The writing can be faulted for lapsing into unnecessary neatness toward the denouement; there's an unsettling tidiness to the realizations each subplot collides with, and the feeling that we've been strung along, albeit with patient lyricism, only to be handed rather garden-variety truths. (For example, it sure does suck to be cheated on, doesn't it? And it sure does suck when the girl of your dreams turns out to be kind of a whore, doesn't it?) This flaw becomes emblematic in the conversation that yields the title, when Maggie's semi-beau bemoans the "myth of being a teenager" and the manner in which a hyper-generalized idea of "adventure" becomes an opiate to distract from what are the most befuddlingly shitty years of one's life up to that point. That this character also turns out to be among the most forgiving in the group of teens produces a sour aftertaste; we can't help but parse this curly haired, compassionate, dime-store philosopher as the director's mouthpiece.
And for all the concrete complaining in that single scene about the crappiness of growing up, there's a surprising dearth of genuine outcasts that might define the film's community more clearly—no fatties, no nerds, no odd, homely faces that haven't quite grown into themselves yet. There's a slight diversity of body types (Maggie has an adorable bit of paunch, Rob's companion is a beanpole), but we can conceive of everyone on screen having some kind of sex life without too much effort. This bodily monotony is underscored by the seeming epidemic of pensive calmness that the entire population of the tiny town seems to have agreed upon as a coping mechanism for angst.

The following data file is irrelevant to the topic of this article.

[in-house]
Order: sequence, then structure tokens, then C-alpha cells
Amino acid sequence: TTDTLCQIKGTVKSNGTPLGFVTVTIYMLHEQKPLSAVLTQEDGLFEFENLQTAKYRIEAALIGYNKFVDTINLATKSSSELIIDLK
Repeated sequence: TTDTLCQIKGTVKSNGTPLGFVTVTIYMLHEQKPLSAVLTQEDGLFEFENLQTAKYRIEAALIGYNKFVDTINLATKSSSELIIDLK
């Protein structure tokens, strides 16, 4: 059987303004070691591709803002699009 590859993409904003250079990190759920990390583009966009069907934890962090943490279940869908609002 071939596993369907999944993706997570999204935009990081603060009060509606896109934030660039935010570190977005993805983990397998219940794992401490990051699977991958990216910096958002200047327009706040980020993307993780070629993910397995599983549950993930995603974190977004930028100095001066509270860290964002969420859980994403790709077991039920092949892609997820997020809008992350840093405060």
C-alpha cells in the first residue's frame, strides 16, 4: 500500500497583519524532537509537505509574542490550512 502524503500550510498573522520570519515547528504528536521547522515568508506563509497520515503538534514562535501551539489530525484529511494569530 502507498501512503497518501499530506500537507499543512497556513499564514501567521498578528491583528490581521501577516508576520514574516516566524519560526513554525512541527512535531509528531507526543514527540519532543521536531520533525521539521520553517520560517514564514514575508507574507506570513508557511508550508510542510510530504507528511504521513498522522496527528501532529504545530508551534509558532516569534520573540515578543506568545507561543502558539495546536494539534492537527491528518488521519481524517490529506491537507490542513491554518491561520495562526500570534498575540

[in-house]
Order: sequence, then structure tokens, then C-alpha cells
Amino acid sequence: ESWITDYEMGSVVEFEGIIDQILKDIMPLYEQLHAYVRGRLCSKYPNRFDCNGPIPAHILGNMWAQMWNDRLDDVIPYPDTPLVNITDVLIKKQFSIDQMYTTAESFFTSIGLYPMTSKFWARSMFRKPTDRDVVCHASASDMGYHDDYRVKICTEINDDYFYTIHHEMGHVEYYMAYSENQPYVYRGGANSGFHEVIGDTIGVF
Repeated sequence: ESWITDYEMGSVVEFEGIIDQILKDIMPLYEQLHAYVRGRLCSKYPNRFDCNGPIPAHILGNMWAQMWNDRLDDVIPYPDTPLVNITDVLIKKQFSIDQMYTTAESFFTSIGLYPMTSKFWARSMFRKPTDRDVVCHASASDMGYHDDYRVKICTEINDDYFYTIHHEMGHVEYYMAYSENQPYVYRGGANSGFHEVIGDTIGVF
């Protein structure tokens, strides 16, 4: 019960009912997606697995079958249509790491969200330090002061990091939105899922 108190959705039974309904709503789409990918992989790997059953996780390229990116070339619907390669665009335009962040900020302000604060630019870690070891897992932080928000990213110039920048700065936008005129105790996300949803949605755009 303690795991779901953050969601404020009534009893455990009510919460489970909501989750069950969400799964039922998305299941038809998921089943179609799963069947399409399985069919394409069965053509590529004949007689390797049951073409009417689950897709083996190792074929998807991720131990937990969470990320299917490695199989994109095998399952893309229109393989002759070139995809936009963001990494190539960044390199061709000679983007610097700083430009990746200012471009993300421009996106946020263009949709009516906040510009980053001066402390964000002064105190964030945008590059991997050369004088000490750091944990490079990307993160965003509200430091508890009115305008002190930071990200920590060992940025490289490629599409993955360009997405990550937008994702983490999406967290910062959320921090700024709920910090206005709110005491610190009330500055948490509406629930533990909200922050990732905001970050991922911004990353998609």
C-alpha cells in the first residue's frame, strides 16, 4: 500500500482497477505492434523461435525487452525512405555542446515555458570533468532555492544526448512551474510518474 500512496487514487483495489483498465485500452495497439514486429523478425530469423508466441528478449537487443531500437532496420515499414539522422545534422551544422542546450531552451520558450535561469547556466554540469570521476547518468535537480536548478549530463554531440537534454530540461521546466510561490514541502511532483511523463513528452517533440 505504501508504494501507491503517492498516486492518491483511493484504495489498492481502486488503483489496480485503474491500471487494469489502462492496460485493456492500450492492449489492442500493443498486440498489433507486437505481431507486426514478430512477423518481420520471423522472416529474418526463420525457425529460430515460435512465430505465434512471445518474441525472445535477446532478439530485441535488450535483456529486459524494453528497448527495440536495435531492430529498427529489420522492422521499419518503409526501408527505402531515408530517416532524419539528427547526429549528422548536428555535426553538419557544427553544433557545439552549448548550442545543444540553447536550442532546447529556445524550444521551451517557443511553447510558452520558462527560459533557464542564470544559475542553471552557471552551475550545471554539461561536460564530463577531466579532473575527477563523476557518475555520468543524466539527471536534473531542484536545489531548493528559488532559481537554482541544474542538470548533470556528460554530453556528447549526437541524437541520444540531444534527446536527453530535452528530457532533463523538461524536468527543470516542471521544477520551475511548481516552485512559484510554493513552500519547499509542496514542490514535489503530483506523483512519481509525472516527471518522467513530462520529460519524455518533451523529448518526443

But Mitchell thankfully knows that his story's strengths are in a handful of small, transformative moments rather than in any grandiose personal discoveries, and, quite eerily, he trains the form of his film to match the tone and cadence of his characters' experience and perspective. After Scott arrives at a college in Ann Arbor with the hopes of recapturing the attention of his twin loves, the three of them make a Godardian dash through a college campus with endearing jump cuts. There's also a languidly paced scene where Rob converses with his friend's older sister while she bathes herself; their loaded speech, teetering nervously on the edge of passion, suggests, too, that one might find their "ideal" woman in just about any woman.
Similarly, when Maggie sets a boom box to a jazz station and hurls herself into a show-stopping routine calibrated to attract the attention of her more mature interest, the camera internalizes her simultaneous self-empowerment and fear; at times the angles seem to be rhythmically at one with her legs, but they just as often appear dumbfounded, unsure of what they should be fixed upon. This Joycean fusion of composition and consciousness is so happily redolent of the egocentricism of adolescence that it excuses the film's clunky third act and hackneyed, sun-bleached color palette. So while The Myth of the American Sleepover is occasionally—though some would say purposefully—misrepresentative of its subject matter, it's more powerfully an agreeable reminder that real-life social maturation is pocked with as many gawky clichés as it is moments of nuance.